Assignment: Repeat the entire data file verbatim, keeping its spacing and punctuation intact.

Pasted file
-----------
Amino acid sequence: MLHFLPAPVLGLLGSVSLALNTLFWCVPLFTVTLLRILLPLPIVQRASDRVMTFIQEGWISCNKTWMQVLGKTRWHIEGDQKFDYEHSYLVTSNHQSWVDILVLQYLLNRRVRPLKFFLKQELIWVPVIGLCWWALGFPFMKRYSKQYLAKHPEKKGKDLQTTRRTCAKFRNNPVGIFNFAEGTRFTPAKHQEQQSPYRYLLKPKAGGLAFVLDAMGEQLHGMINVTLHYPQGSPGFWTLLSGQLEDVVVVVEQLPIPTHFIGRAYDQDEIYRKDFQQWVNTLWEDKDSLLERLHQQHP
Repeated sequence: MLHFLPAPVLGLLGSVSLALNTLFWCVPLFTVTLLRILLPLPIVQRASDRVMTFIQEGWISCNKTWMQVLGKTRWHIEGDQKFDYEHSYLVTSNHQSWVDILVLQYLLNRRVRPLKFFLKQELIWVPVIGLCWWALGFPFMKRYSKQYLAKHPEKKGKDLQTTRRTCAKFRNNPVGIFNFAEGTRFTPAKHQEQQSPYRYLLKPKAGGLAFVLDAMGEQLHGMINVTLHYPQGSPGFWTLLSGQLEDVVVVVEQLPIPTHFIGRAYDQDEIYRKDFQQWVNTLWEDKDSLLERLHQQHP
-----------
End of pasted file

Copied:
Amino acid sequence: MLHFLPAPVLGLLGSVSLALNTLFWCVPLFTVTLLRILLPLPIVQRASDRVMTFIQEGWISCNKTWMQVLGKTRWHIEGDQKFDYEHSYLVTSNHQSWVDILVLQYLLNRRVRPLKFFLKQELIWVPVIGLCWWALGFPFMKRYSKQYLAKHPEKKGKDLQTTRRTCAKFRNNPVGIFNFAEGTRFTPAKHQEQQSPYRYLLKPKAGGLAFVLDAMGEQLHGMINVTLHYPQGSPGFWTLLSGQLEDVVVVVEQLPIPTHFIGRAYDQDEIYRKDFQQWVNTLWEDKDSLLERLHQQHP
Repeated sequence: MLHFLPAPVLGLLGSVSLALNTLFWCVPLFTVTLLRILLPLPIVQRASDRVMTFIQEGWISCNKTWMQVLGKTRWHIEGDQKFDYEHSYLVTSNHQSWVDILVLQYLLNRRVRPLKFFLKQELIWVPVIGLCWWALGFPFMKRYSKQYLAKHPEKKGKDLQTTRRTCAKFRNNPVGIFNFAEGTRFTPAKHQEQQSPYRYLLKPKAGGLAFVLDAMGEQLHGMINVTLHYPQGSPGFWTLLSGQLEDVVVVVEQLPIPTHFIGRAYDQDEIYRKDFQQWVNTLWEDKDSLLERLHQQHP